Most of my clients have built their new service management and governance organizations using the people who were in the lead roles before the outsourcing. There are good reasons for doing this: these are the people who understand the business process, technology, and needs of the business, and generally are the people who helped to develop the services statements of work and evaluate the service providers. Who better to manage the service provider than this team?
However, managing service providers is a very different type of work than managing in-house employees. Working through a third party requires a different skillset; the people in this role need to be good managers, achieve results through influence, understand contracts and how to turn contractual language into results for their business stakeholders, how and when to negotiate with service providers – in a firm but fair manner, support and palliate internal stakeholders, and still, with all this, understand the services for which they are responsible and accountable. I often tell my client’s service delivery managers that they have the hardest job in the company!
TPI’s research has shown some clear issues in this area:
- Of clients’ staff initially assigned to manage an outsourcing transaction, 60% had no prior experience with outsourcing
- 40% of clients surveyed said they did not provide any initial training for the team assigned to manage the agreement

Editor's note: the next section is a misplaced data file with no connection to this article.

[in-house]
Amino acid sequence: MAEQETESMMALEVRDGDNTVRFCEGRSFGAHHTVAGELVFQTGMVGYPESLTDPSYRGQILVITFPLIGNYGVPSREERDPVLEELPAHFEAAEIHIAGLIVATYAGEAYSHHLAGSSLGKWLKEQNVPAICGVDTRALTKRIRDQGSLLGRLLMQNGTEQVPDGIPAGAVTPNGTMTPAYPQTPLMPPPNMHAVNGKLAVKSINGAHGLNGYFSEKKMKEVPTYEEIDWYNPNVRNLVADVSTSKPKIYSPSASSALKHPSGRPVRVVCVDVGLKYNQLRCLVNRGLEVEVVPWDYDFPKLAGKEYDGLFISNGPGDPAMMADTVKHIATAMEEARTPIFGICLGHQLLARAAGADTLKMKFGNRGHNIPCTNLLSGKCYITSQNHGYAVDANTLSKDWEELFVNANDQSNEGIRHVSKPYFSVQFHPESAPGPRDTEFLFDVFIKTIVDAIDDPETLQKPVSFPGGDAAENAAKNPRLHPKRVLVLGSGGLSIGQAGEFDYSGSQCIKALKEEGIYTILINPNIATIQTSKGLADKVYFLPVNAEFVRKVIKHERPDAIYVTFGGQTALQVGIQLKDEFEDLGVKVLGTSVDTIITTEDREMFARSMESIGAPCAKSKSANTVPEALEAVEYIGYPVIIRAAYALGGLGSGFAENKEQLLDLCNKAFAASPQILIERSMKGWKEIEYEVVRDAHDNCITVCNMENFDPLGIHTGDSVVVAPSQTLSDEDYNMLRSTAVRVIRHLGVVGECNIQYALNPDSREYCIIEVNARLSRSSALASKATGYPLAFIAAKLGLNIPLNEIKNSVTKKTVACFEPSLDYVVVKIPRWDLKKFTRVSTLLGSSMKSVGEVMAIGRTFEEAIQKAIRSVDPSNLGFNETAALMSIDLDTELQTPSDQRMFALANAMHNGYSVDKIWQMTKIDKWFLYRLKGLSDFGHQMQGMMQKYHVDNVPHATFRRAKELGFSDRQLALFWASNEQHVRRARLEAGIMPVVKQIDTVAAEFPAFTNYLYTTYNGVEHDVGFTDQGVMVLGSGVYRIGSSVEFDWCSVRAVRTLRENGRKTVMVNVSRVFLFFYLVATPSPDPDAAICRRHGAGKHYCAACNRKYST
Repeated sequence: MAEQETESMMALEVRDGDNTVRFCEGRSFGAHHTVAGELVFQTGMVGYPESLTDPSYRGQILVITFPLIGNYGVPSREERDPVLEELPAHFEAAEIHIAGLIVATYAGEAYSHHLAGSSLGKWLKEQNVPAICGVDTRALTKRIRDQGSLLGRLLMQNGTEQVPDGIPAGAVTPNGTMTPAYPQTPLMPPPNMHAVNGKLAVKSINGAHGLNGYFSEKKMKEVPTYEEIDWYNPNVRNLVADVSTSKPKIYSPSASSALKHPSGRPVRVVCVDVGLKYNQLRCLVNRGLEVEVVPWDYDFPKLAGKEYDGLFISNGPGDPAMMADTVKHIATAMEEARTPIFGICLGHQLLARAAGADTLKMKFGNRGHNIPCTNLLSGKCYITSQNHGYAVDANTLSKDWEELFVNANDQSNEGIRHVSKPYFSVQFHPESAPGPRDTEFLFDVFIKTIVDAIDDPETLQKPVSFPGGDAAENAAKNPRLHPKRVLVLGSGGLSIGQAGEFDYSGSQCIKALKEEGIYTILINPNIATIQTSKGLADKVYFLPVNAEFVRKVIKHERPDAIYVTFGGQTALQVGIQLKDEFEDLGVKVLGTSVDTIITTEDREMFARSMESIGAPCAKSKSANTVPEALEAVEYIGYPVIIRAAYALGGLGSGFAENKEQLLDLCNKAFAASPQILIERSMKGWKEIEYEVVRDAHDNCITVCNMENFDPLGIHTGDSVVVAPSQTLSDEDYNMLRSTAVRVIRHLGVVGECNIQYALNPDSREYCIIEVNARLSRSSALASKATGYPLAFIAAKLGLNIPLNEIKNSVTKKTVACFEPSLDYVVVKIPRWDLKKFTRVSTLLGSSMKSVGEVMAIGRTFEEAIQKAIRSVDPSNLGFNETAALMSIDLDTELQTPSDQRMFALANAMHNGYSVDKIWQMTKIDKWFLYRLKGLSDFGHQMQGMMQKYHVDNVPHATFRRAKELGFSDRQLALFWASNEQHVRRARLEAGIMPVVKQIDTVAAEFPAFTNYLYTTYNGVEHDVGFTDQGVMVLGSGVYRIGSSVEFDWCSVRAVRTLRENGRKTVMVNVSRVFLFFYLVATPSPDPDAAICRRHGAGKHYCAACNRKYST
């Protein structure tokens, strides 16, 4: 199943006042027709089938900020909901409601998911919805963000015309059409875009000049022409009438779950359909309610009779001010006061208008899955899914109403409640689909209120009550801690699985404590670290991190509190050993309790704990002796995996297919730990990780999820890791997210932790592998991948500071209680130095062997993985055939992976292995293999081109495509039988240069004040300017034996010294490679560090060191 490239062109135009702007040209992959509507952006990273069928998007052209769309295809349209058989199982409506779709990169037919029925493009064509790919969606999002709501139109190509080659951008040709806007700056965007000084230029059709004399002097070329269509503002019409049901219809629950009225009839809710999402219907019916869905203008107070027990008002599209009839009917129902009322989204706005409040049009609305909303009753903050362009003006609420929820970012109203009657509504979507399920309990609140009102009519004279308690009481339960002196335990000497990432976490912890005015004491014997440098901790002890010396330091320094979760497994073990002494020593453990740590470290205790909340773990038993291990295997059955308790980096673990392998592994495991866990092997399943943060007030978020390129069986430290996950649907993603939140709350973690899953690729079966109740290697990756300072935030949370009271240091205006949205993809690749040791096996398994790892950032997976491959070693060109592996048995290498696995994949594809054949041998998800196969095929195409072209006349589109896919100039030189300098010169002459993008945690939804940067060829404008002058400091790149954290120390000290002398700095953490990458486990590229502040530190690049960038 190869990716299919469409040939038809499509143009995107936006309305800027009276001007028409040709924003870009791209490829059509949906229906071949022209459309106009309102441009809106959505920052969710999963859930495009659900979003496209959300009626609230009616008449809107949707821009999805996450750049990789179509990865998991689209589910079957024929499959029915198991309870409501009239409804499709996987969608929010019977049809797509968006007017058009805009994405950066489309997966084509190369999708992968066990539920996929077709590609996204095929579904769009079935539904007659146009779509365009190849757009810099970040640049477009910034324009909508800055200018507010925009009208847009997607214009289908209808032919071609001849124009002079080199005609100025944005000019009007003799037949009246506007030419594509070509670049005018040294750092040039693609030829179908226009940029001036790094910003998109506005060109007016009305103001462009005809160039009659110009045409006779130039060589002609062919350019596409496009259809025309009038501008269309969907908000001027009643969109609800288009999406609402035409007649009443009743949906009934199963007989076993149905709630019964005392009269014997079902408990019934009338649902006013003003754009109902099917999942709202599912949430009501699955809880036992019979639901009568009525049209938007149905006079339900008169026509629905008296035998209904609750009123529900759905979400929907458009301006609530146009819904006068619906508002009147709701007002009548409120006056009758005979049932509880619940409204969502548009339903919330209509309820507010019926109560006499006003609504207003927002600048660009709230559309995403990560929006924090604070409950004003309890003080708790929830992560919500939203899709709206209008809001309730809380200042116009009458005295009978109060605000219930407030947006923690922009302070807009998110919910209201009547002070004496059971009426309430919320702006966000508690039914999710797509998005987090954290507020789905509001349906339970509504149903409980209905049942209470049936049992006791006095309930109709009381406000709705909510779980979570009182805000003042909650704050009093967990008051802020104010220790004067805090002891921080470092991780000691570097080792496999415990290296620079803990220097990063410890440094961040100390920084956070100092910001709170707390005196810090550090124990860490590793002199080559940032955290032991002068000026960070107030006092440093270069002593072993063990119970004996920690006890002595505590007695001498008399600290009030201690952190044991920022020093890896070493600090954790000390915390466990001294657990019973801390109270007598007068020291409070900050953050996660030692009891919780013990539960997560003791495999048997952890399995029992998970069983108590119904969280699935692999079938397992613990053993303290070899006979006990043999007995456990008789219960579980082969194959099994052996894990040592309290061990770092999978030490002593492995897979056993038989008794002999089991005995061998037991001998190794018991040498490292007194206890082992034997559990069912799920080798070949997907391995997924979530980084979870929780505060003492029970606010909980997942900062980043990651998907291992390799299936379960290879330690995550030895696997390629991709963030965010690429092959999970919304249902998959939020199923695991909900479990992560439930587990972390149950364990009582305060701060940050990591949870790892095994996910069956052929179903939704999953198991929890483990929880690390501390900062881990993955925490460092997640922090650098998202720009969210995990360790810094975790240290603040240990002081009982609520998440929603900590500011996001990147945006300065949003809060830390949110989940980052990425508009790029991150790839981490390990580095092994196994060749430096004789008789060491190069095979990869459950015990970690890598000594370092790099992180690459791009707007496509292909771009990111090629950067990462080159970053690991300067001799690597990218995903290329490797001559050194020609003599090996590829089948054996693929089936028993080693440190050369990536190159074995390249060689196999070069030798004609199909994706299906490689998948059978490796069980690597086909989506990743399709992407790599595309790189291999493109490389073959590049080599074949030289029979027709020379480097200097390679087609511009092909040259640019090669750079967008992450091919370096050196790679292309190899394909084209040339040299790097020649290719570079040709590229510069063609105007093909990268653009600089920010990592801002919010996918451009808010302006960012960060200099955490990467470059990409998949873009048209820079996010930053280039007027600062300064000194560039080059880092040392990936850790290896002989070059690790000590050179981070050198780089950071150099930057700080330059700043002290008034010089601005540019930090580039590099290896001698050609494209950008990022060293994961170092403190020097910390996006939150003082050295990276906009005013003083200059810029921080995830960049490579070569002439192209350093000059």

- Only 20% of clients surveyed feel they provide enough training for their staff
So, if the individuals in the jobs before the outsourcing have no prior experience, and have not had any training to help them understand this new world, is it any wonder that there are challenges in the sourcing engagement? And we continue to find that well into the sourcing delivery lifecycle there are often gaps in skills and knowledge on the client side that are contributors to less than excellent service delivery.
Learning about managing third parties doing your work is a long-term activity; it takes consistent and conscious application. At any point in the sourcing lifecycle it makes sense to step back and look again at the skills and capabilities of the service delivery team. We help clients frequently at this point in time, to continue maturing their skills.
Are you having this experience? How does it manifest for you? What are you doing to ensure that your service delivery team continues to grow and mature? What do you find is getting in the way of this maturing process? I’m very interested in hearing from you.About the author
Cynthia brings 25 years of experience helping clients develop their sourcing governance and service management design. Having worked with more than 50 organizations to improve business management and service management processes in both single-provider and multi-provider environments, Cynthia has become a recognized expert in sourcing governance, vendor and contract management. She currently serves as the architect for ISG’s service methodology and global integrator of its products and services. Cynthia works to leverage ISG’s accumulated intellectual property resources to help enterprises create effective transformation and governance capability, and maintains a continuing role in the Strategy and Organizational Change Enablement practice.